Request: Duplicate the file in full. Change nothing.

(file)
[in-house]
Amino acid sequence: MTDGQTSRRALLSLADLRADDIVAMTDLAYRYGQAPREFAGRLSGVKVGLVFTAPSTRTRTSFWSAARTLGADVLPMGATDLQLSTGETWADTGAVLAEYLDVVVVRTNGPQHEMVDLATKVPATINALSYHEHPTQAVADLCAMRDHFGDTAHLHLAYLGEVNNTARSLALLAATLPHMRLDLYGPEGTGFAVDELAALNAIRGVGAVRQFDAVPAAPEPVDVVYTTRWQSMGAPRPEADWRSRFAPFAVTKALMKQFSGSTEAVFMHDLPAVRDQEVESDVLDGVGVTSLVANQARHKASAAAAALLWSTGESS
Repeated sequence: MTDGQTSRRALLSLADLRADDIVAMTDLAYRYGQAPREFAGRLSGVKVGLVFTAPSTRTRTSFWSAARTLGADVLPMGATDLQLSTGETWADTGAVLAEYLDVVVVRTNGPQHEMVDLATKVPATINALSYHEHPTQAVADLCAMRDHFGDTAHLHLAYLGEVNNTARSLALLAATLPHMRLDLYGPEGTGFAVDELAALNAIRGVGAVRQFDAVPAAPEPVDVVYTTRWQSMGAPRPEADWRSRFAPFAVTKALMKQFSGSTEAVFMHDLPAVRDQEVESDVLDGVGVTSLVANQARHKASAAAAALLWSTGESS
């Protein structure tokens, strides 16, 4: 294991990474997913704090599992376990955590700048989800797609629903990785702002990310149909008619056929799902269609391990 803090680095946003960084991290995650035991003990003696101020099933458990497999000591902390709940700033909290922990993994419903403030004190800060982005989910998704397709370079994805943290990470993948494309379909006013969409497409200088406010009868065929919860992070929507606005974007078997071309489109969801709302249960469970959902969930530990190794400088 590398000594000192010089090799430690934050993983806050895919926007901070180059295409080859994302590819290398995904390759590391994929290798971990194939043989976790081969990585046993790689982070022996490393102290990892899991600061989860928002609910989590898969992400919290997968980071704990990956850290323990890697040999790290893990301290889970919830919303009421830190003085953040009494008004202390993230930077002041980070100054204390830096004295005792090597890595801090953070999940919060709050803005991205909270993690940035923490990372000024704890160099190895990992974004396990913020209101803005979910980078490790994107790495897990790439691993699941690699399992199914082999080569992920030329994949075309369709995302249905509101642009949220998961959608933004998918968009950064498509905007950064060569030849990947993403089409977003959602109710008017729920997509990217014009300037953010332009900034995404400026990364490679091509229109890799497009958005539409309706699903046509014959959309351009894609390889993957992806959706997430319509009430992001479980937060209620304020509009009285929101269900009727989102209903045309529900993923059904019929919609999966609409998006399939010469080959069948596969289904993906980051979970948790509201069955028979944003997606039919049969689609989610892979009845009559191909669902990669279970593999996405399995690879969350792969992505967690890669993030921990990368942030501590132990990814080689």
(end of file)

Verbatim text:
[in-house]
Amino acid sequence: MTDGQTSRRALLSLADLRADDIVAMTDLAYRYGQAPREFAGRLSGVKVGLVFTAPSTRTRTSFWSAARTLGADVLPMGATDLQLSTGETWADTGAVLAEYLDVVVVRTNGPQHEMVDLATKVPATINALSYHEHPTQAVADLCAMRDHFGDTAHLHLAYLGEVNNTARSLALLAATLPHMRLDLYGPEGTGFAVDELAALNAIRGVGAVRQFDAVPAAPEPVDVVYTTRWQSMGAPRPEADWRSRFAPFAVTKALMKQFSGSTEAVFMHDLPAVRDQEVESDVLDGVGVTSLVANQARHKASAAAAALLWSTGESS
Repeated sequence: MTDGQTSRRALLSLADLRADDIVAMTDLAYRYGQAPREFAGRLSGVKVGLVFTAPSTRTRTSFWSAARTLGADVLPMGATDLQLSTGETWADTGAVLAEYLDVVVVRTNGPQHEMVDLATKVPATINALSYHEHPTQAVADLCAMRDHFGDTAHLHLAYLGEVNNTARSLALLAATLPHMRLDLYGPEGTGFAVDELAALNAIRGVGAVRQFDAVPAAPEPVDVVYTTRWQSMGAPRPEADWRSRFAPFAVTKALMKQFSGSTEAVFMHDLPAVRDQEVESDVLDGVGVTSLVANQARHKASAAAAALLWSTGESS
């Protein structure tokens, strides 16, 4: 294991990474997913704090599992376990955590700048989800797609629903990785702002990310149909008619056929799902269609391990 803090680095946003960084991290995650035991003990003696101020099933458990497999000591902390709940700033909290922990993994419903403030004190800060982005989910998704397709370079994805943290990470993948494309379909006013969409497409200088406010009868065929919860992070929507606005974007078997071309489109969801709302249960469970959902969930530990190794400088 590398000594000192010089090799430690934050993983806050895919926007901070180059295409080859994302590819290398995904390759590391994929290798971990194939043989976790081969990585046993790689982070022996490393102290990892899991600061989860928002609910989590898969992400919290997968980071704990990956850290323990890697040999790290893990301290889970919830919303009421830190003085953040009494008004202390993230930077002041980070100054204390830096004295005792090597890595801090953070999940919060709050803005991205909270993690940035923490990372000024704890160099190895990992974004396990913020209101803005979910980078490790994107790495897990790439691993699941690699399992199914082999080569992920030329994949075309369709995302249905509101642009949220998961959608933004998918968009950064498509905007950064060569030849990947993403089409977003959602109710008017729920997509990217014009300037953010332009900034995404400026990364490679091509229109890799497009958005539409309706699903046509014959959309351009894609390889993957992806959706997430319509009430992001479980937060209620304020509009009285929101269900009727989102209903045309529900993923059904019929919609999966609409998006399939010469080959069948596969289904993906980051979970948790509201069955028979944003997606039919049969689609989610892979009845009559191909669902990669279970593999996405399995690879969350792969992505967690890669993030921990990368942030501590132990990814080689």